- Brief site description:
Raunistal AS (subsidiary of Greta Energy in Estonia) is developing the Purtse Wind Farm with the projected capacity of 48 MW in Ida-Virumaa province, Lüganuse and Sonda municipalities in the northeast of Estonia. The site has a total area of approximately 1500 Ha and is located 2 km southwest of the village of Purtse and 3km south of the Baltic Sea coast. The terrain consists mainly of open fields with a few areas of scattered trees and bushes. The site is flat and to the north of the site the land slopes gently down to the Baltic coast. The land is used for farming. One part (approximately half) of the land is privately owned and the other part is owned by the government. The site planning was approved by the Estonian government, land leases obtained with private land owners.
|Name||Purtse Wind Project|
|Capacity||Up to 48 MW
Ph. I: With 3 – 5 WTGs: 10 MW – 18 MW
Ph. II: With 8 – 10 WTGs: 30 MW – 38 MW
|Location||The project site is located 2 km southwest of the town of Purtse and about 3 km south of the Baltic sea in Ida-Virumaa province, in northeast Estonia.|
|Grid connection||50 MVA, 110 kV/330kV main power transformer substation is available for interconnection (built in 2011) at Elering AS’ Püssi substation. Elering AS is the Estonian electricity and gas transmission system operator. The interconnection agreement with Elering AS is still in force and valid. Under this agreement a maximum capacity of 48 MW can be connected. The Püssi substation is located approx. 7 km away from the wind project.|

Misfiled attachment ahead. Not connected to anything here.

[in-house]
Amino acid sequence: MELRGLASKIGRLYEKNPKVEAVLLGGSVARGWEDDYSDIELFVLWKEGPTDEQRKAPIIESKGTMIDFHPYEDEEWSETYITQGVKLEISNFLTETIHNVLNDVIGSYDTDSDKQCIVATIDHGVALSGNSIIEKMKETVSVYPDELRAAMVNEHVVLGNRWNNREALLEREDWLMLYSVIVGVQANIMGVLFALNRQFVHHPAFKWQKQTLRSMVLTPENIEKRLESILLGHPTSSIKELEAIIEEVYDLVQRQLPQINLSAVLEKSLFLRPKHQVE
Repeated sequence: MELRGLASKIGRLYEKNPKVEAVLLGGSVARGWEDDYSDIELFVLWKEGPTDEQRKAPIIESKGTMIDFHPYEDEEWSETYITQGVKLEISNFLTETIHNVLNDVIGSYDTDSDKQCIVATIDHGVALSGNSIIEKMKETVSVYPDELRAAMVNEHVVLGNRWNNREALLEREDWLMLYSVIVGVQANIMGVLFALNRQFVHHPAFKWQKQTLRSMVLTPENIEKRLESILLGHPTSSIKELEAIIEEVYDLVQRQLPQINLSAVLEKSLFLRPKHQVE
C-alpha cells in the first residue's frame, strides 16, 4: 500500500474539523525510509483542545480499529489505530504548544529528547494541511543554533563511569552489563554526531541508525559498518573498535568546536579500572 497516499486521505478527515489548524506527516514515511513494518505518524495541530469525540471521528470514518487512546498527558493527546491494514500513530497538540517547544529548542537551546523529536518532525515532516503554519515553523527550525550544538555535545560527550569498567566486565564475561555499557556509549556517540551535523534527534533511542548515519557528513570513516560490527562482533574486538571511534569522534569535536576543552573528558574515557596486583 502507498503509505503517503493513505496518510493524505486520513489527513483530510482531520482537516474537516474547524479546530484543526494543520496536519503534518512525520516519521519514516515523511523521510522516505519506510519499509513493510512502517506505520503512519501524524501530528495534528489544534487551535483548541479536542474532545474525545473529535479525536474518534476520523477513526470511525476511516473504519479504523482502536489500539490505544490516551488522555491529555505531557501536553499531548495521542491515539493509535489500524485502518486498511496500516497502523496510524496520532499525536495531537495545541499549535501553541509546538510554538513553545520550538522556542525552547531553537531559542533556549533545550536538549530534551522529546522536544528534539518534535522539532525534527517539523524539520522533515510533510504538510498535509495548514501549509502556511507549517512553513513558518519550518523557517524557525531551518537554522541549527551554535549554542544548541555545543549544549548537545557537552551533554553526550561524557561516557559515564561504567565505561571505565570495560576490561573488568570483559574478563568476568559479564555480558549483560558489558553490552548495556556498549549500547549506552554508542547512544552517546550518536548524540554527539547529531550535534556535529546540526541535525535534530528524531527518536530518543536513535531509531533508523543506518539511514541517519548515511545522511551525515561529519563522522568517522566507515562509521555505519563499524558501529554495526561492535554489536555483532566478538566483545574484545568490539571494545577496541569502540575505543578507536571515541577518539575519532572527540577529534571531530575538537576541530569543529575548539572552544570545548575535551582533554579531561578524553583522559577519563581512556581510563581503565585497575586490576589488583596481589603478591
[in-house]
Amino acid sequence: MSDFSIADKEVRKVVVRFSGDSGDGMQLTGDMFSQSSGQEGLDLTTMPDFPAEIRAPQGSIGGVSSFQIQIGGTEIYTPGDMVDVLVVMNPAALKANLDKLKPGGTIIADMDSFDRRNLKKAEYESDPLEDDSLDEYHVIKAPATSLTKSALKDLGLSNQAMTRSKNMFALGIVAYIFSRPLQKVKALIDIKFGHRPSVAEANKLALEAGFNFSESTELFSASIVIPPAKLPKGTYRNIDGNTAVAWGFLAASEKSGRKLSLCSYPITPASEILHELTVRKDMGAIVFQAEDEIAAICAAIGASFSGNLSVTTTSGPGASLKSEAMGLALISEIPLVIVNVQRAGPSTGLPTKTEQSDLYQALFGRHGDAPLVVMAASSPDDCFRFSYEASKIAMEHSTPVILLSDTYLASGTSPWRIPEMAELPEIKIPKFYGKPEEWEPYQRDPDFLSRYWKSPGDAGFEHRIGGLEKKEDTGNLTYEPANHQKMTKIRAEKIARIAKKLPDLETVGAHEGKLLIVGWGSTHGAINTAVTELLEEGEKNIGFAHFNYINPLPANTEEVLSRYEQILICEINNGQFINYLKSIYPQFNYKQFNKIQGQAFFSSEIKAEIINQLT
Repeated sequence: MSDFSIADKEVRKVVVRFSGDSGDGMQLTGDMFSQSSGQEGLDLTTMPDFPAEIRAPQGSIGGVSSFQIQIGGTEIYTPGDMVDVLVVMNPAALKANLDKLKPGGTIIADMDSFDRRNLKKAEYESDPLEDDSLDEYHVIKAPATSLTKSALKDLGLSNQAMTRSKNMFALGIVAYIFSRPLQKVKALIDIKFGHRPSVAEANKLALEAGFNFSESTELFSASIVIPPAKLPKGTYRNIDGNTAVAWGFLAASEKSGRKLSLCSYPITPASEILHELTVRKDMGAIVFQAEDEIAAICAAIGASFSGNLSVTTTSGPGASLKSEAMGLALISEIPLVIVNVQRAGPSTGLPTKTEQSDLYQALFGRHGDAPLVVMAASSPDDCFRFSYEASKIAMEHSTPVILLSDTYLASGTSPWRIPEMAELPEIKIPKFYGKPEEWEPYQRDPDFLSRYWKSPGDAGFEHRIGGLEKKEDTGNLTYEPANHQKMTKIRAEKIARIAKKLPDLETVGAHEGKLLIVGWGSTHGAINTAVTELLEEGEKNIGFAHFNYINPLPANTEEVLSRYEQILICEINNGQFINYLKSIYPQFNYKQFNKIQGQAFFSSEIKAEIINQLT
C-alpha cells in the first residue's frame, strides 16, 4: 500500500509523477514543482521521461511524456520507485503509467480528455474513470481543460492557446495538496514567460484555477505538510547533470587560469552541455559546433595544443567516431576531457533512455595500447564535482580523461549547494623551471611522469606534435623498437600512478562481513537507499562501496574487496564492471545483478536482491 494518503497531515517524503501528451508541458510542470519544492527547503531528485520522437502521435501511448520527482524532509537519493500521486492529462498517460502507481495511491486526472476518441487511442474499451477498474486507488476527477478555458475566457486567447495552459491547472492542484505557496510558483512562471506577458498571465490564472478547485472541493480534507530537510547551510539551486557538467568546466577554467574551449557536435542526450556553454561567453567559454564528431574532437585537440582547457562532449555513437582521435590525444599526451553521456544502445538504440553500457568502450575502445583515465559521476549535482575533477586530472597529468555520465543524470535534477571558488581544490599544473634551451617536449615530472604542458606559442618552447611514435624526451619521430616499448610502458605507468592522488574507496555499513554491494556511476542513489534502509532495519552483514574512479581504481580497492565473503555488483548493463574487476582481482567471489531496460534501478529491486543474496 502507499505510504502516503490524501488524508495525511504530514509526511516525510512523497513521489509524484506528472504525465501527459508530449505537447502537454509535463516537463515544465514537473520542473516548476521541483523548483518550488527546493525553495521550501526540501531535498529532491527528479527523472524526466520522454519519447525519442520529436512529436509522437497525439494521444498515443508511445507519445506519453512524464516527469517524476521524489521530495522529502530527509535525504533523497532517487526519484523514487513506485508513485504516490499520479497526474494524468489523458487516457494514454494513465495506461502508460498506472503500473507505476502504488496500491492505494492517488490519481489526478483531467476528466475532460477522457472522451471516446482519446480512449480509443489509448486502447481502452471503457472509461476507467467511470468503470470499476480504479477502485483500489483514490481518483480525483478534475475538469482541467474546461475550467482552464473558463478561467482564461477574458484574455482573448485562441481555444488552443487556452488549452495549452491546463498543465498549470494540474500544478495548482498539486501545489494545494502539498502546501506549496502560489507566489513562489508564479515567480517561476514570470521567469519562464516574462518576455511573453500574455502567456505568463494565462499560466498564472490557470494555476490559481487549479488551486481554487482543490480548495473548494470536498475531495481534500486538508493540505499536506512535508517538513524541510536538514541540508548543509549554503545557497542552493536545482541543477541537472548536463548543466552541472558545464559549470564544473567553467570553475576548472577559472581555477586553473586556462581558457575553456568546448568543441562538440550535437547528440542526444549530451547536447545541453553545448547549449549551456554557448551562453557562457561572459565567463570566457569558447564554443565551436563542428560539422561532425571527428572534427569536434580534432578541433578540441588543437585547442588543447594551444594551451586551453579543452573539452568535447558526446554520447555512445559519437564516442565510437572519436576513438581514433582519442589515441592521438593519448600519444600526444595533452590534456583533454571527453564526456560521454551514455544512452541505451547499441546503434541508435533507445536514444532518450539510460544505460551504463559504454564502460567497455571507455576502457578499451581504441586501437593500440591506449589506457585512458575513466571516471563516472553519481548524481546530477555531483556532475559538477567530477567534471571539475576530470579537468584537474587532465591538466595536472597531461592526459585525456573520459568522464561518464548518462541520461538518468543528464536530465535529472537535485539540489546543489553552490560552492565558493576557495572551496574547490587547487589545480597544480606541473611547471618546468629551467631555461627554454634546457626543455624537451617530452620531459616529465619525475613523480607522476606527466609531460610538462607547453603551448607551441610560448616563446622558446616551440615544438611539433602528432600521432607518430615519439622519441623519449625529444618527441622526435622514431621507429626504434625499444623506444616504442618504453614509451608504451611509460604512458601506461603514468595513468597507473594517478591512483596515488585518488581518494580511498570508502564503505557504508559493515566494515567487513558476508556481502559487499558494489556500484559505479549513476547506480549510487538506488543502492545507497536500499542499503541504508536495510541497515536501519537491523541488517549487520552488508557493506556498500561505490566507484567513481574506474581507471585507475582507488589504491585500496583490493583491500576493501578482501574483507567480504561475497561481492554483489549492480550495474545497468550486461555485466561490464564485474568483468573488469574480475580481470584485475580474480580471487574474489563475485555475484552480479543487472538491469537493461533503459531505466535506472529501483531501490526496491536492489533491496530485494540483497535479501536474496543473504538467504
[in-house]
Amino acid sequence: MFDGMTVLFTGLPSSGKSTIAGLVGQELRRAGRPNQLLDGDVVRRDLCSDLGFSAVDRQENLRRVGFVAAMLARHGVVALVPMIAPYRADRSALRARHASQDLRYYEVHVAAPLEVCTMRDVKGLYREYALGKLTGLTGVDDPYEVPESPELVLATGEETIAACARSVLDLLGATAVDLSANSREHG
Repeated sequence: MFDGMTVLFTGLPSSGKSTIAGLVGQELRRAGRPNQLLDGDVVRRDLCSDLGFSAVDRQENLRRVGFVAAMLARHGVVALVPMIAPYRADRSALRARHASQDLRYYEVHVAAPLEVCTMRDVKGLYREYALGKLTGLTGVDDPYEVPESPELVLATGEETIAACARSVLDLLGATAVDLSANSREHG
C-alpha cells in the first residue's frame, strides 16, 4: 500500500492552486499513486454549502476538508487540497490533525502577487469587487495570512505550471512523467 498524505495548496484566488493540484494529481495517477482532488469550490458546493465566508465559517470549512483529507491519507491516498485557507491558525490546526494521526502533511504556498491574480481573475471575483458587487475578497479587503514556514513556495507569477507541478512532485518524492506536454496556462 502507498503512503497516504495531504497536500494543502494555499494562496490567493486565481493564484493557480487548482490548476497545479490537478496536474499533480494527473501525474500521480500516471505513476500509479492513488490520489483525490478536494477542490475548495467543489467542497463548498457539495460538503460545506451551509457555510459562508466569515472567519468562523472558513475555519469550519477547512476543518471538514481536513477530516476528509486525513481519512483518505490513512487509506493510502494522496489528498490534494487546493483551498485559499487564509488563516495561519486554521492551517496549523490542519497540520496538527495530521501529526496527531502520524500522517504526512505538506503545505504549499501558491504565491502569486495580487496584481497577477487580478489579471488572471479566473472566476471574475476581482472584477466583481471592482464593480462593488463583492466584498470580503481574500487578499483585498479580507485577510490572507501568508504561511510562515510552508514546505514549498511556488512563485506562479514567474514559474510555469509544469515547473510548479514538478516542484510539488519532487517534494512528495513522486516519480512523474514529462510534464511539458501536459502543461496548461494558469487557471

|Wind monitoring||Commissioned from Garrad Hassan & Partners (UK). About 3 – 4 years of wind data has been collected from two met masts. Wind resource assessment was carried out by DNV GL.|
|Wind monitoring masts||2 x 70m Class 1 Hi Mast system supplied by Nexgen (UK) Monitoring at 4 levels: 70m, 60m, 50m, 40m|
|Wind data||Vavg. At 84m hub height (m/s): 6.5
Avg. air density at avg. hub elevation of 144m asl (kg/m3): 1.245
On site measurement period: 3.7 years
Ambient TI at 15 m/s (%): 11.9
|Planning and Environmental Impact Assessment||The environmental impact assessment for the project was carried out by Hendrikson & Ko. The Environmental Board has approved the environmental impact assessment.|
|Land lease||50-year land lease agreements with land owners.|
|Wind Turbine models||Decision pending. Various wind turbine models have been evaluated and the decision will be based on technical and other commercial factors.|
|Wind Turbine rating||2 – 3.6 MW capacity wind turbines have been evaluated|
|Number of turbines||13 locations evaluated|
|Rotor diameter||90m – 130m|
|Hub height||84m – 91m|
|Tip height restriction||150m|
|Production of Electricity||For Ph. I with five (5) wind turbines, and depending on the make/model, the P50 Net Energy is approx. 45 GWh/year|
- Feasibility Study and Wind Measurement
In 2005 preliminary feasibility study for the Purtse project was developed by Garrad Hassan and Partners (UK). As a result of this study and internal economic analysis, Raunistal and Greta Energy concluded that the existing wind conditions on the site and economic situation in Estonia provide strong ground for the development of a wind power project on the Purtse site.